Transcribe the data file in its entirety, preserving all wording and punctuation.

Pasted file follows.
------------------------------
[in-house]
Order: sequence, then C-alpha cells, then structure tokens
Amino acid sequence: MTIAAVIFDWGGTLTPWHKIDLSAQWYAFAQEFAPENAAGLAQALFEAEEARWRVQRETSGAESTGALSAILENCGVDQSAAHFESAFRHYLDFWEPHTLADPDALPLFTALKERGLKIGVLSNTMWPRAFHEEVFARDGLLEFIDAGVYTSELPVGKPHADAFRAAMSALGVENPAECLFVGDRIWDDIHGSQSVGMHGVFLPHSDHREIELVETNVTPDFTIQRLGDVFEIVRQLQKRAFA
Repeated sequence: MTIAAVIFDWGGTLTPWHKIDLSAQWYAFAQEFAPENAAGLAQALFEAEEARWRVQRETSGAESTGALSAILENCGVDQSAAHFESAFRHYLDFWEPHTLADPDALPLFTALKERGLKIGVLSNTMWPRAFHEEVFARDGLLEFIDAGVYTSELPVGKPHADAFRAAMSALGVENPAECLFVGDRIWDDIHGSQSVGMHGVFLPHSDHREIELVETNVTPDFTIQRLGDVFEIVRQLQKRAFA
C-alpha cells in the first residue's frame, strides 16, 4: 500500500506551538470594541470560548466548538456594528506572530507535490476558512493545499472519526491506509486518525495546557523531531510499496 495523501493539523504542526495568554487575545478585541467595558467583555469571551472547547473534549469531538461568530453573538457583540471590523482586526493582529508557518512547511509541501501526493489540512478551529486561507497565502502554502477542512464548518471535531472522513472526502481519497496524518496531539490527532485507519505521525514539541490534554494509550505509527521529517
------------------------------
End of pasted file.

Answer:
[in-house]
Order: sequence, then C-alpha cells, then structure tokens
Amino acid sequence: MTIAAVIFDWGGTLTPWHKIDLSAQWYAFAQEFAPENAAGLAQALFEAEEARWRVQRETSGAESTGALSAILENCGVDQSAAHFESAFRHYLDFWEPHTLADPDALPLFTALKERGLKIGVLSNTMWPRAFHEEVFARDGLLEFIDAGVYTSELPVGKPHADAFRAAMSALGVENPAECLFVGDRIWDDIHGSQSVGMHGVFLPHSDHREIELVETNVTPDFTIQRLGDVFEIVRQLQKRAFA
Repeated sequence: MTIAAVIFDWGGTLTPWHKIDLSAQWYAFAQEFAPENAAGLAQALFEAEEARWRVQRETSGAESTGALSAILENCGVDQSAAHFESAFRHYLDFWEPHTLADPDALPLFTALKERGLKIGVLSNTMWPRAFHEEVFARDGLLEFIDAGVYTSELPVGKPHADAFRAAMSALGVENPAECLFVGDRIWDDIHGSQSVGMHGVFLPHSDHREIELVETNVTPDFTIQRLGDVFEIVRQLQKRAFA
C-alpha cells in the first residue's frame, strides 16, 4: 500500500506551538470594541470560548466548538456594528506572530507535490476558512493545499472519526491506509486518525495546557523531531510499496 495523501493539523504542526495568554487575545478585541467595558467583555469571551472547547473534549469531538461568530453573538457583540471590523482586526493582529508557518512547511509541501501526493489540512478551529486561507497565502502554502477542512464548518471535531472522513472526502481519497496524518496531539490527532485507519505521525514539541490534554494509550505509527521529517